The Aspen Chapel of the Prince of Peace looks like a church in a Christmas village set. It is built of gray mountain rock and topped with a steeple covered with rows of lapping brown shingles. Rev. Gregg R. Anderson is the chaplain, a young man who looks like everyone’s favorite brother. Besides gentle, unadorned sermons, he is able to make his constantly changing congregation of tourists glad they decided to attend.
It was in that chapel from Gregg Anderson that I first heard of Robert Fulghum’s “All I Ever Needed to Know I Learned in Kindergarten” two years ago. It was not yet a book.
I tracked Fulghum down through a newspaper in Texas where Gregg had found the Fulghum rules for life and telephoned him. He lived on his houseboat in Seattle, with his wife, a doctor. I asked Fulghum if I might use his charming piece in my column, and he told me that I was the first one to call him and ask permission.
We met after he sold the book and he was on a promotion tour. He came to my house in Pasadena, and turned out to be as gently charming as his best-selling work.
The chapel has wonderful music because they have that world pool of lyrical talent at the Aspen Music Institute. The day we were there, Corinne Stillwell and Motoko Kizaki played “Cantabile” by Paganini, Corinne on violin and Motoko on piano. Harriett Thompson, who summers in Aspen and lives in Charlotte, N.C., played Chopin’s Etude in A-Flat.
After church, we all took the bus ride up the canyon to the Maroon Bells, the three steep mountains that hatch the black clouds that roll down the valley and bless it with rain almost every day.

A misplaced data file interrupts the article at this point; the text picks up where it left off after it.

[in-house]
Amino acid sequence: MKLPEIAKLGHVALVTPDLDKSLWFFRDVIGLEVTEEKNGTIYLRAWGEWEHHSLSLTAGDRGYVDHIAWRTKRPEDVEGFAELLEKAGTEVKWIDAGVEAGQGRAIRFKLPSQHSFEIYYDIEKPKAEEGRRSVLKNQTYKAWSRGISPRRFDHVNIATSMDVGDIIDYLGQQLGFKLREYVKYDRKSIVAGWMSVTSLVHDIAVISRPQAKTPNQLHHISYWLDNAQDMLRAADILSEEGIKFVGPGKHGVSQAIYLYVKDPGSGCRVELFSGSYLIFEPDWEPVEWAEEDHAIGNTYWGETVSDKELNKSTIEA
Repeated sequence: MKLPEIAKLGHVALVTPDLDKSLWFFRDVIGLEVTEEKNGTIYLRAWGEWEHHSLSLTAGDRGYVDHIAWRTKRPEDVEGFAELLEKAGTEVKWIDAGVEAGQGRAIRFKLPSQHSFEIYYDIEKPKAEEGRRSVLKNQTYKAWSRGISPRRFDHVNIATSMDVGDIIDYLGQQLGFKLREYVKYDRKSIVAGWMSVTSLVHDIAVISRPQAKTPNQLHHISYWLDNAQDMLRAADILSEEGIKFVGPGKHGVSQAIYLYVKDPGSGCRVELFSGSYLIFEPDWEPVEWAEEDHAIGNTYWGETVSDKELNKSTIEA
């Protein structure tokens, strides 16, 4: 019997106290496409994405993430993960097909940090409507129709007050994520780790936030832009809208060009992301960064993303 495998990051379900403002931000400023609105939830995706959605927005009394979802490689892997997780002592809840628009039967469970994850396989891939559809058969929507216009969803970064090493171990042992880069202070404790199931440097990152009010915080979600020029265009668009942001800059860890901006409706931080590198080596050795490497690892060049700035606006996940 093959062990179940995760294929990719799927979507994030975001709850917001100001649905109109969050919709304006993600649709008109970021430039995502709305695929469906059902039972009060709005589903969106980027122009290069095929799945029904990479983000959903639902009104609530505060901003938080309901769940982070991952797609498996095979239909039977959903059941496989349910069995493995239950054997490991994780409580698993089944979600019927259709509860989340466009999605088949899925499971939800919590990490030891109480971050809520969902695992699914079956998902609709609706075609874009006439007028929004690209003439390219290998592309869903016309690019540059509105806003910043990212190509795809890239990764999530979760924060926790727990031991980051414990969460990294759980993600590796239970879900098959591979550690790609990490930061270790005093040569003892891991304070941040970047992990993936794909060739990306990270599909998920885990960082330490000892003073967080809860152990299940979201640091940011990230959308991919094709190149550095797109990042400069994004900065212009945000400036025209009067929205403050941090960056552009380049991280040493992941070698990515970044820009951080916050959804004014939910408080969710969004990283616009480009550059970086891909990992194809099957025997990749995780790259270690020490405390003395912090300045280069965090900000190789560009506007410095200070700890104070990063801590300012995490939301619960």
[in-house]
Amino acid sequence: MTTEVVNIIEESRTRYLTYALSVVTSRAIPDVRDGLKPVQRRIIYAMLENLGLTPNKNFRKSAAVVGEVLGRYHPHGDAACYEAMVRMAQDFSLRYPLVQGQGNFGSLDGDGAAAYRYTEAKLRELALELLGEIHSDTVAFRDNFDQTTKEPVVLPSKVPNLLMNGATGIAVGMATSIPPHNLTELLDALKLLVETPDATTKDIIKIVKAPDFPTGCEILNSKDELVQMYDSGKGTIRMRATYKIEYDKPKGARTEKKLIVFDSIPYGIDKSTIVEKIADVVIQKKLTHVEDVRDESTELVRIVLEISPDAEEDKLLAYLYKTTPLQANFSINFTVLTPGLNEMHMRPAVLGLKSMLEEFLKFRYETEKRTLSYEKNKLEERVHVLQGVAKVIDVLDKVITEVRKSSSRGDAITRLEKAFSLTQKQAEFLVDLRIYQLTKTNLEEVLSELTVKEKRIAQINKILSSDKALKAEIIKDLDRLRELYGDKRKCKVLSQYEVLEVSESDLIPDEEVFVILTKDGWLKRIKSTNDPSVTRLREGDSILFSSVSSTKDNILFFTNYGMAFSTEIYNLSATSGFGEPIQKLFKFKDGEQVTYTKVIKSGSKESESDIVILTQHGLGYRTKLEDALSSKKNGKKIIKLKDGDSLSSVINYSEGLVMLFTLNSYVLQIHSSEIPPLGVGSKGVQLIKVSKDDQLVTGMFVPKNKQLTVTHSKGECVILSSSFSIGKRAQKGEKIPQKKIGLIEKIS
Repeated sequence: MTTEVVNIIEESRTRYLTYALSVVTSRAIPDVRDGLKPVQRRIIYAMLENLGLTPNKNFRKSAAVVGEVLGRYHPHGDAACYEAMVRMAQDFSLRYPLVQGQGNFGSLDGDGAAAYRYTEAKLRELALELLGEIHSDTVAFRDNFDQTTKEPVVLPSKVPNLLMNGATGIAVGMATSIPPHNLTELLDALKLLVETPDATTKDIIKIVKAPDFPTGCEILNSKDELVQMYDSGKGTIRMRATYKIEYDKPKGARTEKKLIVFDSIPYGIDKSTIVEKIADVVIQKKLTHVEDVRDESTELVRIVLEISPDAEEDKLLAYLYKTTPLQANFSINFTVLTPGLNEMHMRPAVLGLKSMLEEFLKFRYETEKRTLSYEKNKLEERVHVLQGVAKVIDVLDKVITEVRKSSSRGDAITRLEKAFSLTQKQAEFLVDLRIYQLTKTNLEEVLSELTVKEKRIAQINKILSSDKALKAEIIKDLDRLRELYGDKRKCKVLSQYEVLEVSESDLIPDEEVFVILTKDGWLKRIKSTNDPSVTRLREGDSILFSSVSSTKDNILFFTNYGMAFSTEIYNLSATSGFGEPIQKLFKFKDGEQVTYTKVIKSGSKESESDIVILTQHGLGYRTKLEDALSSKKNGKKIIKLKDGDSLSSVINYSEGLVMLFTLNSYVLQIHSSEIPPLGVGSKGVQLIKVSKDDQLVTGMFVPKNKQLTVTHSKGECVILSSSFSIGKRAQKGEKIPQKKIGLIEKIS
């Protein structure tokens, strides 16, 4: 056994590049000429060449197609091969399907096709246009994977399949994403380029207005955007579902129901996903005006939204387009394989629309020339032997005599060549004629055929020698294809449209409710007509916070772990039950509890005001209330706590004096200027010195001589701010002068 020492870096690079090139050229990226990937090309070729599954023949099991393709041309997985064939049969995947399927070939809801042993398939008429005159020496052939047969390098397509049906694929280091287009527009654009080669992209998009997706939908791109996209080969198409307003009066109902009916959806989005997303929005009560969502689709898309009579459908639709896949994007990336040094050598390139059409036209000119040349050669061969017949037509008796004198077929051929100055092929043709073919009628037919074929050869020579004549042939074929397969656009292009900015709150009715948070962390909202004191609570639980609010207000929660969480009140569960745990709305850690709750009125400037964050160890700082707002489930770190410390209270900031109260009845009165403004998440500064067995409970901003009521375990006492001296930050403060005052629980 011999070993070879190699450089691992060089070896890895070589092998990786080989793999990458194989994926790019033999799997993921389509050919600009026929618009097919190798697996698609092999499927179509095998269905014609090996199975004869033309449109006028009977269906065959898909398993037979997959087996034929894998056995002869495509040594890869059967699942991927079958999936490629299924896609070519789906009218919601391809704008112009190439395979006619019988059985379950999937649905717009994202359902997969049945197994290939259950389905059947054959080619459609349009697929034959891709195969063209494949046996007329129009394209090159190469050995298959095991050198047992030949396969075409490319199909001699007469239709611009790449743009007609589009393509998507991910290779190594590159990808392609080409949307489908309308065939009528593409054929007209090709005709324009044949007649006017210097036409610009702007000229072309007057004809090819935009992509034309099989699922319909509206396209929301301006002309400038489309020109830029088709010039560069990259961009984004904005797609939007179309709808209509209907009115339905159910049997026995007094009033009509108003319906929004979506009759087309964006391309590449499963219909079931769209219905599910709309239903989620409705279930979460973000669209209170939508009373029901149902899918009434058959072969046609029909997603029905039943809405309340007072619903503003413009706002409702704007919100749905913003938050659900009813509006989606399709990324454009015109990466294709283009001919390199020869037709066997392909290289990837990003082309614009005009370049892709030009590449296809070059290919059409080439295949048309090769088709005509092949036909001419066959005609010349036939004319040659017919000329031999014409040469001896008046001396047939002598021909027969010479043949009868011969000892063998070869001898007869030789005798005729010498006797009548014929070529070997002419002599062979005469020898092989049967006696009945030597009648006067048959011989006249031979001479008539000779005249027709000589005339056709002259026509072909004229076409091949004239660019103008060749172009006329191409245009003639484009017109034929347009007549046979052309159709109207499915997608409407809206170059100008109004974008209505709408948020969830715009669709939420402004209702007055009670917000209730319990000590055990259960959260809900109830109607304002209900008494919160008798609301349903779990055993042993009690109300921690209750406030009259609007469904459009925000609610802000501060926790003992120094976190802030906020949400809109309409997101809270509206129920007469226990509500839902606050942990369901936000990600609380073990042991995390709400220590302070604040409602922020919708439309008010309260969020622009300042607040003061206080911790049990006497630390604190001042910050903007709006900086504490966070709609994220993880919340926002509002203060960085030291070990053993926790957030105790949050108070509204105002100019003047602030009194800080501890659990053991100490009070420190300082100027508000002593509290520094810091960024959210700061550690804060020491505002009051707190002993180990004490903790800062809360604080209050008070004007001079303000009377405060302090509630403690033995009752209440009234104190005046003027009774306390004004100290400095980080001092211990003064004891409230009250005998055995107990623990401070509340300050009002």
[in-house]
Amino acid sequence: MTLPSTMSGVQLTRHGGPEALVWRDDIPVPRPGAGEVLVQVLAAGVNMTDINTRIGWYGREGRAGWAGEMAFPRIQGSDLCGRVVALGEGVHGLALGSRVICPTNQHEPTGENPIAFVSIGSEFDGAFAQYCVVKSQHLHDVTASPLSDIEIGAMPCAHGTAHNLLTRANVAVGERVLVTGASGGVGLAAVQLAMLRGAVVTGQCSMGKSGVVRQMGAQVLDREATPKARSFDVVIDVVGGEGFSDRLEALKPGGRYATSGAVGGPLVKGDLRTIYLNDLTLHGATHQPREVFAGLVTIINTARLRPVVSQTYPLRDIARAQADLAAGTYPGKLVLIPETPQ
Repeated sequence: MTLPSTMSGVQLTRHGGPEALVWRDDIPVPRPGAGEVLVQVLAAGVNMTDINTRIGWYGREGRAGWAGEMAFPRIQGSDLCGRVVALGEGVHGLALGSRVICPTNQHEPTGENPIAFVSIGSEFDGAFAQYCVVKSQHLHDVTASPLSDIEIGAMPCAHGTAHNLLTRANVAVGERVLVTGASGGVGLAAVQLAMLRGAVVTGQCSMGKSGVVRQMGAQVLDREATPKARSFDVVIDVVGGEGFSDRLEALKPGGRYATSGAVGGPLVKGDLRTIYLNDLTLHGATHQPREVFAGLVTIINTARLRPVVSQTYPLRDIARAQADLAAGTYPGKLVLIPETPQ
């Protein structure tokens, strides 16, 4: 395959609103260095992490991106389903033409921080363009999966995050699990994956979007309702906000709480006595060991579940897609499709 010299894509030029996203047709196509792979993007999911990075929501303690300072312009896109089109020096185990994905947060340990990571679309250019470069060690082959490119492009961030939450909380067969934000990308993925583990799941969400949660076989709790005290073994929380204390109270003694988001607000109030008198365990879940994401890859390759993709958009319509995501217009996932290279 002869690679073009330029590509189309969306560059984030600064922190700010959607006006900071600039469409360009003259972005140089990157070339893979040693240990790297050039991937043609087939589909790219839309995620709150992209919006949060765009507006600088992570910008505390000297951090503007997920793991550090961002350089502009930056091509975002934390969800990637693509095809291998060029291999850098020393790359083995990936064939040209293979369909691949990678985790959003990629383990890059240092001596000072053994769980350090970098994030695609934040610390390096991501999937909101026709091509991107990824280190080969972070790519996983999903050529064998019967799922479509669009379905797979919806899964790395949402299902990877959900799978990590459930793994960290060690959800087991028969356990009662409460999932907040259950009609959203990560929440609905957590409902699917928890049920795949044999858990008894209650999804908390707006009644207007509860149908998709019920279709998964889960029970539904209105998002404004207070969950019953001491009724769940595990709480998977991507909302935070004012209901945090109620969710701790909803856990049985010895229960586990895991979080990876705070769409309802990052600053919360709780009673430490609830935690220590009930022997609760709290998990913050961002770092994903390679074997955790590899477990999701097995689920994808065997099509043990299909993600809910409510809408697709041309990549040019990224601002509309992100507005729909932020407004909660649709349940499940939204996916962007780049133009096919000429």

The road is closed to cars by the U.S. Forestry Service from 8 a.m. to 5 p.m. because the poisonous fumes from automobiles are killing the aspen trees that climb the mountain side by side with the pines.
On the bus, the driver noticed the Southern flavor of Harriett’s speech. He said, “I notice you’re from the South. Did you hear about the lady from Georgia who was waiting in line for the ski lift last winter?”
It sounds like one of those stories that you hear that always happened to someone else.
“The lady,” said the bus driver, “was just trying to be friendly and said to the woman in front of her in line, ‘Where y’all from?’
“Not from any place where they end a sentence in a preposition,” said the lady in front.
The Southern lady answered, “Oh, Ah see. Now where y’all from, witch?”
The bus driver swore it was true.
At a viewing spot above Maroon Lake, I met a woman carrying a tiny Yorkshire terrier.
She told me of walking the dog, Clancy, down a New York street when she was stopped by a woman who admired the tiny dog and asked her age. The Yorkie owner told her that the dog was 15.
“Oh, that’s too bad. But I had a Yorkie who lived to be 25.” Pause. “Of course, she was a vegetarian.”
Later we went to Krabloonik for dinner, a restaurant in Snow Mass, 10 miles from Aspen. It’s at the bottom of a long flight of stone steps and the road down there requires a four-wheel drive. Several teams of huskies and malamutes live here, each dog in a square kennel about eight inches off the ground to help when the snowfall is heavy.
Krabloonik serves game--wild boar, elk, deer and Colorado trout--as well as beefsteaks.
The night before, Jean and I went to dinner at Woody Creek Tavern, a mountain-high tavern full of brewery signs and cowboys. It’s the favorite spot of Hunter S. Thompson, the columnist whose colorful language and behavior have made him a cult figure since the ‘60s.
Thompson is hosting Pat Buchanan, the conservative newspaper columnist and television panel member, and George McGovern, the 1972 Democratic presidential candidate, during the Aspen Institute, which began Thursday and goes through Tuesday.
The institute will celebrate its 40th anniversary. Changes in Eastern Europe and power shifts are attracting philosophers, economists and statesmen as well as good guessers from all over the world. President Bush will open the colloquium and Prime Minister Margaret Thatcher will give the closing address.
If Thompson will just tape-record the conversation of his houseguests and sell the cassettes, he’ll never have to write another line of gonzo journalism.